Tuesday, December 3, 2013

せっけんさん Sekkensan (Mr Soap) Japanese Kids Song (with subtitles)

Sekkensan (Mr Soap) is a Japanese kids' song that my three-year-old daughter is learning in Japanese preschool. She and my older daughter are singing it on this video. I subtitled it three ways ... in hiragana, romaji, and in English. The song is about the wonderful smells of soap and the association with one's mom! Grammatically, it's more like phrases than sentences, so it's easy for even the youngest children or Japanese beginner student to learn.

Tuesday, October 1, 2013

Fall Festival, or あきまつり for Kindergarteners

I love the Fall Festival, or あきまつり, my daughter's school puts on every year. She goes to a bilingual Japanese-English school here in Michigan now, which is connected to the Japanese immersion preschool she went to for two years. Anyway, at the fall festival, all of the kids get to wear kimono or happi coats and carry around an omikoshi outside, chanting 'wasshoi, wasshoi.' I think that means heave-ho or something like that. An omikoshi is the thing you see in the picture below. It's like a portable Shinto shrine, but the teachers don't exactly delve into the details of what it is. They say, 'Hey kids, let's decorate the omikoshi!! Ok, now let's carry it!' It's lots of fun.

Wednesday, September 11, 2013

Field Trip to the Post Office (郵便局の遠足)

Please have a look at the video below, which shows a journal entry for my three-year-old, who is learning Japanese. The purpose is for me to read it to her so she can remember the different things she did at her Japanese school and can express those things by herself eventually. Journals are a great way to learn a foreign language because they are personal to you and therefore are more accessible as a memory than just a dialog from a textbook. Thus, it helps your long-term retention of new vocabulary. Plus, it's fun.

Tuesday, September 3, 2013

Week 1 Japanese Kids' Songs

At 11 pm this evening, my three-year-old daughter started singing the "te o tatakimasho" song. In fact, there are four songs she's been singing constantly this week, and here they are.

Teku Teku (clip clop)

Hajimaru Yo (Here we go)

Gu Choki Pa (rock paper scissors)

Te o Takakimashoo (let's clap our hands)

Saturday, August 17, 2013

What ... these six-year-olds don't clean up their American classrooms? Why Japanese school children clean their schools.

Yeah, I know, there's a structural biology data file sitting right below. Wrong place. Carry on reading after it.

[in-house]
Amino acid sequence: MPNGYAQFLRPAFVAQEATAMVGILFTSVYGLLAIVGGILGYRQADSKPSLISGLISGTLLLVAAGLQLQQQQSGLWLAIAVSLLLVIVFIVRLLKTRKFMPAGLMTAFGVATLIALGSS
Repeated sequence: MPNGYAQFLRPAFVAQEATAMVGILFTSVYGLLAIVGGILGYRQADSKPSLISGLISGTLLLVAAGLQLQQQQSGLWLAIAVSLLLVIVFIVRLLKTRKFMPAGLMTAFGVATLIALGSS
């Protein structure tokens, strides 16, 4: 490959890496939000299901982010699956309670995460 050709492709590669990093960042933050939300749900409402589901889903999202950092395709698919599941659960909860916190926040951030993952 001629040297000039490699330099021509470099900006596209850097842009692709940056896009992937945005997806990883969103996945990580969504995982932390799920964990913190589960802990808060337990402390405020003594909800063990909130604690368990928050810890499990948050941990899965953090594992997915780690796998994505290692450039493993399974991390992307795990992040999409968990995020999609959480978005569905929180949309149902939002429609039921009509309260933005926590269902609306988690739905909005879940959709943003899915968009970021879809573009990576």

When asked, my Japanese friend told me what surprised her about American elementary schools in America was that the children don't clean. And by clean she means washing desks and shelves with a rag, sweeping the classrooms and hallways with brooms, older kids doing periodic cleaning of bathrooms, etc. In Japan, students clean the school like this starting in elementary school and continuing through their high school years. For about 15 minutes a day, it's おそうじ (o-souji) time, or cleaning time. Students, teachers, even administrators drop everything, pull out the buckets and mops, and give everything a good scrub with soap and water.

The practice comes from Buddhist traditions that associate cleaning with morality. The Japanese school curriculum goes beyond the core subjects and also strives to teach cooperation, a sense of responsibility, and public morality. Doing daily cleaning is seen as contributing to this. If you've ever seen how clean Japan is - the graffiti-free subways, the litter-free streets, the tidy neighborhoods whether rich or poor, you will understand this a little bit more.

My daughter's Japanese school here in Michigan only does a one おおそうじ (oosouji), or big cleaning, before the end of the year.

Tuesday, July 30, 2013

Three おべんとう obento lunches

Obento 1 (for こどものひ Children's Day). Imitation crab, rice, carrots, rasberries, grapes, broccoli

Obento 2. Hotdog, onigiri with nori and furikake, carrots, rasberries

Obento 3. Family Obento: Coldcut sandwiches, apple slices, broccoli, cherry tomatoes, carrots

Monday, July 15, 2013

First day of Japanese Summer Camp

It's the first day of Japanese summer camp here in Michigan, and both my six-year-old daughter and three-year-old daughter are old enough to go this year. It's a full-immersion environment, so I am eager to see how my youngest one enjoys it and makes friends.

Of course, I wanted to make them a cute obento (お弁当) for their first day. This is plain rice (ごはん) with nori (のり) "waves," fish-shaped omelet (たまごやき), broccoli (ブロッコリ), clementines (みかん), and grapes (ぶどう). A typical kids' lunch in Japan with five colors. Healthy and easy to make ... IF you have a rice cooker. I used a food coloring marker for the fish eyes and smile, which I'm sure will bleed and look terrible by lunch time. It's better to use a hole punch and nori to make little details.

I buy the obento boxes (お弁当ばこ) from www.jlist.org. They have a great selection of boxes, much better than our local Japanese store, and good prices as well. The heart one is here, but I can't find the other one anymore. Since the items are shipped from Japan, you do have to pay international shipping, but it's not that bad.